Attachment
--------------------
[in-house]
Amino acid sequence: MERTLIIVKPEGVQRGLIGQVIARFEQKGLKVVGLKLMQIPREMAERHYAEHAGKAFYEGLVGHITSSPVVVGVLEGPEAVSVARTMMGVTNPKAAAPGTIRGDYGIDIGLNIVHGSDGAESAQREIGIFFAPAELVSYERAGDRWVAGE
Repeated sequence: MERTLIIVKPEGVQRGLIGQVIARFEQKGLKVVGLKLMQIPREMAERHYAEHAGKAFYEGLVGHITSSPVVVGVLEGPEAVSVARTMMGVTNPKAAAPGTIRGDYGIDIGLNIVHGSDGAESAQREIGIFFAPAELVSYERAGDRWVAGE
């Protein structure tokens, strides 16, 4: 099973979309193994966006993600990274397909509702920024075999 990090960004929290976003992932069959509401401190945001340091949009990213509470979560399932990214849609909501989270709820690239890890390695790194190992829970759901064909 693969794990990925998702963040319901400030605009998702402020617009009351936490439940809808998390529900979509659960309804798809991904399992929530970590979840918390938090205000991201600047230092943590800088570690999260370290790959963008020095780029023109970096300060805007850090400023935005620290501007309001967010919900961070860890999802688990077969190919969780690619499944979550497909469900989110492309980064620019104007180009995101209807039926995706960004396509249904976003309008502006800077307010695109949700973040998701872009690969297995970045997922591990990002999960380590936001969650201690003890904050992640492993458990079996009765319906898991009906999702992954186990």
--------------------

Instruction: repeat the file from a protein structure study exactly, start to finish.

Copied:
[in-house]
Amino acid sequence: MERTLIIVKPEGVQRGLIGQVIARFEQKGLKVVGLKLMQIPREMAERHYAEHAGKAFYEGLVGHITSSPVVVGVLEGPEAVSVARTMMGVTNPKAAAPGTIRGDYGIDIGLNIVHGSDGAESAQREIGIFFAPAELVSYERAGDRWVAGE
Repeated sequence: MERTLIIVKPEGVQRGLIGQVIARFEQKGLKVVGLKLMQIPREMAERHYAEHAGKAFYEGLVGHITSSPVVVGVLEGPEAVSVARTMMGVTNPKAAAPGTIRGDYGIDIGLNIVHGSDGAESAQREIGIFFAPAELVSYERAGDRWVAGE
């Protein structure tokens, strides 16, 4: 099973979309193994966006993600990274397909509702920024075999 990090960004929290976003992932069959509401401190945001340091949009990213509470979560399932990214849609909501989270709820690239890890390695790194190992829970759901064909 693969794990990925998702963040319901400030605009998702402020617009009351936490439940809808998390529900979509659960309804798809991904399992929530970590979840918390938090205000991201600047230092943590800088570690999260370290790959963008020095780029023109970096300060805007850090400023935005620290501007309001967010919900961070860890999802688990077969190919969780690619499944979550497909469900989110492309980064620019104007180009995101209807039926995706960004396509249904976003309008502006800077307010695109949700973040998701872009690969297995970045997922591990990002999960380590936001969650201690003890904050992640492993458990079996009765319906898991009906999702992954186990």